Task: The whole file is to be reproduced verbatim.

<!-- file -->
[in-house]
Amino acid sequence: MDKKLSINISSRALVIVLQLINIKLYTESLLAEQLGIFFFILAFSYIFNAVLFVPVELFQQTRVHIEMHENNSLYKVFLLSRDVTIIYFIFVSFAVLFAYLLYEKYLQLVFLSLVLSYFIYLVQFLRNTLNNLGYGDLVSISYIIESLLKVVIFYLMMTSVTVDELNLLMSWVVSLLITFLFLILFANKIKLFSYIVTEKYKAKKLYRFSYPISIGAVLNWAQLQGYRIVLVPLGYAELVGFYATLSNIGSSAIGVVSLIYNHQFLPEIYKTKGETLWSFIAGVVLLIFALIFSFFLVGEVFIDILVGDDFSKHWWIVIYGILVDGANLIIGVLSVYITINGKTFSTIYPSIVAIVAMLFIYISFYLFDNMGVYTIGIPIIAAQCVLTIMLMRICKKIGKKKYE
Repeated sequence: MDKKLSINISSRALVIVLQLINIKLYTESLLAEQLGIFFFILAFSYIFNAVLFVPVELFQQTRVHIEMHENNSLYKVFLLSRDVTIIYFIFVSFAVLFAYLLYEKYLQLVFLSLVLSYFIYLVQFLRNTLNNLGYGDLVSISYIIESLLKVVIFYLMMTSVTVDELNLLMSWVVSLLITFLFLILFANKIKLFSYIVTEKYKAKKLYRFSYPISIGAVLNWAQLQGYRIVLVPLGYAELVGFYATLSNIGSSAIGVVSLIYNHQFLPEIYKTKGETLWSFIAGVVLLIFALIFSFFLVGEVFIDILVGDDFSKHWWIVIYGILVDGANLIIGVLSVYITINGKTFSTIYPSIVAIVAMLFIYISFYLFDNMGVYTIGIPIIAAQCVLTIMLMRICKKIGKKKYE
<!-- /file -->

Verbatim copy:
[in-house]
Amino acid sequence: MDKKLSINISSRALVIVLQLINIKLYTESLLAEQLGIFFFILAFSYIFNAVLFVPVELFQQTRVHIEMHENNSLYKVFLLSRDVTIIYFIFVSFAVLFAYLLYEKYLQLVFLSLVLSYFIYLVQFLRNTLNNLGYGDLVSISYIIESLLKVVIFYLMMTSVTVDELNLLMSWVVSLLITFLFLILFANKIKLFSYIVTEKYKAKKLYRFSYPISIGAVLNWAQLQGYRIVLVPLGYAELVGFYATLSNIGSSAIGVVSLIYNHQFLPEIYKTKGETLWSFIAGVVLLIFALIFSFFLVGEVFIDILVGDDFSKHWWIVIYGILVDGANLIIGVLSVYITINGKTFSTIYPSIVAIVAMLFIYISFYLFDNMGVYTIGIPIIAAQCVLTIMLMRICKKIGKKKYE
Repeated sequence: MDKKLSINISSRALVIVLQLINIKLYTESLLAEQLGIFFFILAFSYIFNAVLFVPVELFQQTRVHIEMHENNSLYKVFLLSRDVTIIYFIFVSFAVLFAYLLYEKYLQLVFLSLVLSYFIYLVQFLRNTLNNLGYGDLVSISYIIESLLKVVIFYLMMTSVTVDELNLLMSWVVSLLITFLFLILFANKIKLFSYIVTEKYKAKKLYRFSYPISIGAVLNWAQLQGYRIVLVPLGYAELVGFYATLSNIGSSAIGVVSLIYNHQFLPEIYKTKGETLWSFIAGVVLLIFALIFSFFLVGEVFIDILVGDDFSKHWWIVIYGILVDGANLIIGVLSVYITINGKTFSTIYPSIVAIVAMLFIYISFYLFDNMGVYTIGIPIIAAQCVLTIMLMRICKKIGKKKYE